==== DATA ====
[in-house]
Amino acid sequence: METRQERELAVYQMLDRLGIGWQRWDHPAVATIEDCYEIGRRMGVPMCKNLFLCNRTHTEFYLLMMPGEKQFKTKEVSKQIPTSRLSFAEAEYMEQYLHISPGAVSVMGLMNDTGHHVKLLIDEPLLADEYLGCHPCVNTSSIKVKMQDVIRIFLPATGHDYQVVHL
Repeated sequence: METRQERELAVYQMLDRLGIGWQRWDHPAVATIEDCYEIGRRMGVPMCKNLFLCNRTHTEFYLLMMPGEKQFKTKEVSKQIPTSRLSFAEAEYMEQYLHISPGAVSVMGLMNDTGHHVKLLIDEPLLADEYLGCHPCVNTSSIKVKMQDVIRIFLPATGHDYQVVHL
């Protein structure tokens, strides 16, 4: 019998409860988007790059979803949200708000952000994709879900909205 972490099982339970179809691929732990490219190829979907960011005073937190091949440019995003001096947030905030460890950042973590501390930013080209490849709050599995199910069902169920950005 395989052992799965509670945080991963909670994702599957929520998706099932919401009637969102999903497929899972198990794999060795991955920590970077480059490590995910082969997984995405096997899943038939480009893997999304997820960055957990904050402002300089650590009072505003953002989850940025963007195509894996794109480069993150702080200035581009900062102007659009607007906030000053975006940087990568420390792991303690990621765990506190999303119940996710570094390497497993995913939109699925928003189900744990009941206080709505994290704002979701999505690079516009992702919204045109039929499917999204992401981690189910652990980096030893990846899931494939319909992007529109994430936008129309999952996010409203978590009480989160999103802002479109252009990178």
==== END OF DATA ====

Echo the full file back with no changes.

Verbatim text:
[in-house]
Amino acid sequence: METRQERELAVYQMLDRLGIGWQRWDHPAVATIEDCYEIGRRMGVPMCKNLFLCNRTHTEFYLLMMPGEKQFKTKEVSKQIPTSRLSFAEAEYMEQYLHISPGAVSVMGLMNDTGHHVKLLIDEPLLADEYLGCHPCVNTSSIKVKMQDVIRIFLPATGHDYQVVHL
Repeated sequence: METRQERELAVYQMLDRLGIGWQRWDHPAVATIEDCYEIGRRMGVPMCKNLFLCNRTHTEFYLLMMPGEKQFKTKEVSKQIPTSRLSFAEAEYMEQYLHISPGAVSVMGLMNDTGHHVKLLIDEPLLADEYLGCHPCVNTSSIKVKMQDVIRIFLPATGHDYQVVHL
């Protein structure tokens, strides 16, 4: 019998409860988007790059979803949200708000952000994709879900909205 972490099982339970179809691929732990490219190829979907960011005073937190091949440019995003001096947030905030460890950042973590501390930013080209490849709050599995199910069902169920950005 395989052992799965509670945080991963909670994702599957929520998706099932919401009637969102999903497929899972198990794999060795991955920590970077480059490590995910082969997984995405096997899943038939480009893997999304997820960055957990904050402002300089650590009072505003953002989850940025963007195509894996794109480069993150702080200035581009900062102007659009607007906030000053975006940087990568420390792991303690990621765990506190999303119940996710570094390497497993995913939109699925928003189900744990009941206080709505994290704002979701999505690079516009992702919204045109039929499917999204992401981690189910652990980096030893990846899931494939319909992007529109994430936008129309999952996010409203978590009480989160999103802002479109252009990178």